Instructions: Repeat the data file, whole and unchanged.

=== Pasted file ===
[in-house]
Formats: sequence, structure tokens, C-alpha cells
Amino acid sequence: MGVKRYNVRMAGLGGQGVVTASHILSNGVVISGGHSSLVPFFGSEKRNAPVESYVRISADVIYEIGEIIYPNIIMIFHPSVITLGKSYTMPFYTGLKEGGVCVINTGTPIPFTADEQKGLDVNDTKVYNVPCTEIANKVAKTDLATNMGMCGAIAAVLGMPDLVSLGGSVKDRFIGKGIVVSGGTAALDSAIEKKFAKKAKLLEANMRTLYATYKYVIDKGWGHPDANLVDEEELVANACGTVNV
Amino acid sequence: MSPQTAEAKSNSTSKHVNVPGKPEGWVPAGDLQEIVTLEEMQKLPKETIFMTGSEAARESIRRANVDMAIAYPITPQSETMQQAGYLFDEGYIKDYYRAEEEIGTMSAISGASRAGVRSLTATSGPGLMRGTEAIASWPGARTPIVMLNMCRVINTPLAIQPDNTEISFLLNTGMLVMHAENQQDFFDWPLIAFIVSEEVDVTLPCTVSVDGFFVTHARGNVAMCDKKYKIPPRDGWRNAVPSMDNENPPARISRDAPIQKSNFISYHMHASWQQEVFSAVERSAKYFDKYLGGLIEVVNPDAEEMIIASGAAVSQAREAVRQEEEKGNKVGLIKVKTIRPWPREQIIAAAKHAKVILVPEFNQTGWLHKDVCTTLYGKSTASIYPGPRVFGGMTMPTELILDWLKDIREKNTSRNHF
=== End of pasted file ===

[in-house]
Formats: sequence, structure tokens, C-alpha cells
Amino acid sequence: MGVKRYNVRMAGLGGQGVVTASHILSNGVVISGGHSSLVPFFGSEKRNAPVESYVRISADVIYEIGEIIYPNIIMIFHPSVITLGKSYTMPFYTGLKEGGVCVINTGTPIPFTADEQKGLDVNDTKVYNVPCTEIANKVAKTDLATNMGMCGAIAAVLGMPDLVSLGGSVKDRFIGKGIVVSGGTAALDSAIEKKFAKKAKLLEANMRTLYATYKYVIDKGWGHPDANLVDEEELVANACGTVNV
Amino acid sequence: MSPQTAEAKSNSTSKHVNVPGKPEGWVPAGDLQEIVTLEEMQKLPKETIFMTGSEAARESIRRANVDMAIAYPITPQSETMQQAGYLFDEGYIKDYYRAEEEIGTMSAISGASRAGVRSLTATSGPGLMRGTEAIASWPGARTPIVMLNMCRVINTPLAIQPDNTEISFLLNTGMLVMHAENQQDFFDWPLIAFIVSEEVDVTLPCTVSVDGFFVTHARGNVAMCDKKYKIPPRDGWRNAVPSMDNENPPARISRDAPIQKSNFISYHMHASWQQEVFSAVERSAKYFDKYLGGLIEVVNPDAEEMIIASGAAVSQAREAVRQEEEKGNKVGLIKVKTIRPWPREQIIAAAKHAKVILVPEFNQTGWLHKDVCTTLYGKSTASIYPGPRVFGGMTMPTELILDWLKDIREKNTSRNHF